Traveling can be hard. Especially when you are on a business trip and have to carry a ton of gear. However, on my last one, I decided to shake things up a little. Apart from skipping a DSLR and relying only on my phone, I took a three-year-old Chromebook.
That choice allowed me to leave behind three other gadgets I normally have with me on such journeys — my 13-inch MacBook Pro, a Kindle, and a spare phone where I offload all the Netflix shows I want to binge watch. And it went spectacularly. I don’t think I will be ever returning to my previous setup. To understand, how the Chromebook was able to wear so many hats, here’s a brief overview of how my first day, which mostly involved airports and flights, went.
9 AM. My cab has arrived. But since Bangalore’s airport is across the mountains (figuratively, not literally), it will take two hours for me to reach. I get inside the car, take out the Chromebook from my backpack, and begin working on a few pending stories without going through the hassle of any external accessories since there is an inbuilt trackpad and keyboard.
The most fundamental factor behind why Chromebooks work so well for me (or probably for everyone else) is the fact that they’re computers with a couple of tablet capabilities and not the other way around. The reason for that is you can live with minor compromises in the tablet experience but having a restricted computer can mar your productivity. Of course, that won’t be true for everyone, especially creative professionals. But having a convertible with a desktop browser that can also run mobile apps is the perfect equation for a two-in-one if you ask me. More on this later.
11 AM. My computer’s still at 75% and so is my checklist for the day. I exit the taxi, go through the check-in and security process which didn’t take more than an hour as I didn’t have much luggage on me.
12 PM. I head over to the lounge, grab my lunch, connect my Bluetooth earphones, and put the Chromebook in the tent position so that I can watch something while eating. My flight is at 1.30 PM, so I still had nearly an hour before I need to rush to the gate and board.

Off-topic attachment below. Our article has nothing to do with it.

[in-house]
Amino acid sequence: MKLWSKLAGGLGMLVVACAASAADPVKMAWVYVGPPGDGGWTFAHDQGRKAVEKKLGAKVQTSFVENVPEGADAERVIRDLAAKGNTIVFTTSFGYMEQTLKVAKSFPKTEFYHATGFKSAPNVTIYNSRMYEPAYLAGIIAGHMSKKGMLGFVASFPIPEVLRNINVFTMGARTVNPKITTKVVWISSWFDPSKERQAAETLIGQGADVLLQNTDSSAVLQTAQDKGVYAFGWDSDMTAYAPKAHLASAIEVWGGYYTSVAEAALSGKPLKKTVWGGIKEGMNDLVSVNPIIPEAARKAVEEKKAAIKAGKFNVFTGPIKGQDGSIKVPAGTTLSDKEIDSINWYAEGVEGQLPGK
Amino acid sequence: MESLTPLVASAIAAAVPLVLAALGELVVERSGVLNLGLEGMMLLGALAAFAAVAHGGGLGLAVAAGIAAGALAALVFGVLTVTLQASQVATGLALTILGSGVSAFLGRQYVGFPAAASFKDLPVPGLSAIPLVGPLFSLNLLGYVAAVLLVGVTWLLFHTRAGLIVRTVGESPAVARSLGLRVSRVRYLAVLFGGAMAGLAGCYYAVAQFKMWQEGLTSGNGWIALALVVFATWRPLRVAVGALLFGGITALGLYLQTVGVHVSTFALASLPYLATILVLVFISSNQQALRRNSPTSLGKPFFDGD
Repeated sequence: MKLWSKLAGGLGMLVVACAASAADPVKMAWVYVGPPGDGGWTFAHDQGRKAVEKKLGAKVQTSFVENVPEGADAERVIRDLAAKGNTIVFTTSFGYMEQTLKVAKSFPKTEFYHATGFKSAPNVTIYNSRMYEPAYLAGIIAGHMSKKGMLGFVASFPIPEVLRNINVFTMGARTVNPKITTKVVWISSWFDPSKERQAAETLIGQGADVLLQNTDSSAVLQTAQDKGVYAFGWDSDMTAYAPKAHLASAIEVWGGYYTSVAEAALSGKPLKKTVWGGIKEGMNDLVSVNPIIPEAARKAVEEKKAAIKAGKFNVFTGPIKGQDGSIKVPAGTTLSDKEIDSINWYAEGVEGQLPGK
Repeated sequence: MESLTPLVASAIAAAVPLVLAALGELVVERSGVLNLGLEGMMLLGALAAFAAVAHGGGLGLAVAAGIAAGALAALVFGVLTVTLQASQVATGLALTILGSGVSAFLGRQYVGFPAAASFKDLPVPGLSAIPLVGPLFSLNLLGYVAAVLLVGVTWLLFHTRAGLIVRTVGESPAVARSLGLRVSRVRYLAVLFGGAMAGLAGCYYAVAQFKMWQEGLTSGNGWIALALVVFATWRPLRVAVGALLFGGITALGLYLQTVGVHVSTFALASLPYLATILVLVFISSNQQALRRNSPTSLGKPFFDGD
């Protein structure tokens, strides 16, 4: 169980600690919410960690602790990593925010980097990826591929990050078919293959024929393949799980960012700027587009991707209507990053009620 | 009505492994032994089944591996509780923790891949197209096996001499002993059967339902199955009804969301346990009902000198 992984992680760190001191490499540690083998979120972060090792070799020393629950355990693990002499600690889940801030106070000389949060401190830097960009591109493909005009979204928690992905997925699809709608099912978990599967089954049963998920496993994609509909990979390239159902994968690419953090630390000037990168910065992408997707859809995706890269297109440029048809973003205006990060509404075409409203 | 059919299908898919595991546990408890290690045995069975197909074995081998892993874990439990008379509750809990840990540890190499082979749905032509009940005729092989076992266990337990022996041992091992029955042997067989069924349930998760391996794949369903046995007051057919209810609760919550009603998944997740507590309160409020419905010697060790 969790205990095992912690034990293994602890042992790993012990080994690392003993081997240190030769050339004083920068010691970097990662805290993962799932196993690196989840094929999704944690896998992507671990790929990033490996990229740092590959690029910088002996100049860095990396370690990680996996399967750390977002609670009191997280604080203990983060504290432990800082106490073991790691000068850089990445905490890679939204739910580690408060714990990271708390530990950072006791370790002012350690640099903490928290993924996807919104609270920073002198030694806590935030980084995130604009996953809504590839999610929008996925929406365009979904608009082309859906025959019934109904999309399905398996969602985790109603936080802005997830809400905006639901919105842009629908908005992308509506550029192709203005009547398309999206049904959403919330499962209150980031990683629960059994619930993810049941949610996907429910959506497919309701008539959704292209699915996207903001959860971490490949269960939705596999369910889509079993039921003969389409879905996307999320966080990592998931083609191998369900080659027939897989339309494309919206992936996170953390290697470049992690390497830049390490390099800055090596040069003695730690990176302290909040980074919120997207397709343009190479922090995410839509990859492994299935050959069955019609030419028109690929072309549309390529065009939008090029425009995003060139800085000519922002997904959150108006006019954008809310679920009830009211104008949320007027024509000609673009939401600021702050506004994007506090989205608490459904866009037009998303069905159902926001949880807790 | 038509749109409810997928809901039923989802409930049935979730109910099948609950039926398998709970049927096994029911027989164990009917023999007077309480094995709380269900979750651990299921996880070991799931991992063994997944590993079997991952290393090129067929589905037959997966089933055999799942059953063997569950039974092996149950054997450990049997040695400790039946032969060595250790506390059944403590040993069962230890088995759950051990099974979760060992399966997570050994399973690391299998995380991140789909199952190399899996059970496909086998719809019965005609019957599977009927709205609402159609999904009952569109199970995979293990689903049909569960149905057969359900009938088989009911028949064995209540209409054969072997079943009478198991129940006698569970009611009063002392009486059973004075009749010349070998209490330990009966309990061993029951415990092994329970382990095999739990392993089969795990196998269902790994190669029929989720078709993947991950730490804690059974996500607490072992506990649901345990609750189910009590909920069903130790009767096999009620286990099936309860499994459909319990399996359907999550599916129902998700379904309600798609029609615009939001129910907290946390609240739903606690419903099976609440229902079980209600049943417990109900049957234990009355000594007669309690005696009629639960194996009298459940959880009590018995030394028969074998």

Another key feature which you would expect from a two-in-one is, of course, battery life and nearly every Chromebook, whether affordable or expensive, nails that. Even on my Asus Flip which is about three years old, I can easily get over six hours on a normal workday. Being almost a kilo lighter than my 13-inch MacBook Pro, it’s also significantly more easy to lug around terminals and airports.
12.30 PM. I remember I haven’t downloaded any books for the flight. I hold down the YouTube app window’s maximize key, switch to the multitasking mode, and place the Kindle app on the other side. I offload a bunch of books and all set.
While all this is happening, I also have the Simplenote app in the background where I am jotting down ideas for a pitch. I jump to the note by hitting the alt-tab shortcut, conclude the pitch, copy the text, and open up the WhatsApp Web tab in Google Chrome for sending it to my editor.
Google has rolled out a dozen or so updates in the last few updates for Chrome OS and all of them were primarily built to make sure Android apps and Chrome OS play well together. And it certainly shows especially when you’re switching back and forth between them. Earlier what lead to crashes or simply shutdowns now functions flawlessly. In addition, there’s multi-window support now so that you can put two apps or Chrome windows side-by-side and not worry about one of them behaving oddly.
1.00 PM. It’s time to board. The Chromebook’s battery is still at a healthy 60% which should suffice for reading books or watching TV shows on the three-hour-long flight.
One of the biggest complaints Google has overcome by bringing Android app support is offline content. You can download Netflix shows, ebooks from Amazon, and everything else you can on an Android phone. Before, Chrome OS was vastly limited without an internet connection. Except for documents or videos you’ve downloaded from the web, you couldn’t do much.
4.30 PM. I had landed. The flight was late. My computer, however, was still at 15%. I had another plane to board later and my following evening comprised of publishing stories, watching movies, and more.
The most crucial upper-hand Chromebooks hold today over others is the fact that they’re able to handle nearly everything you would do either on a computer or a tablet without breaking a sweat or your bank. Except for Google’s own Pixelbook, the highest end Chromebooks cost just $500 which is still way less than an iPad Pro or any other tablet for what you’re getting. In addition, the newer models are even compatible with Linux apps.
Before the trip, I too was quite skeptical of whether the Chromebook would be able to keep up with my workflow. It certainly proved me wrong. At this point, I’m almost convinced my next computer will be just a better Chromebook as I simply can’t return to my old routine of carrying those three gadgets again.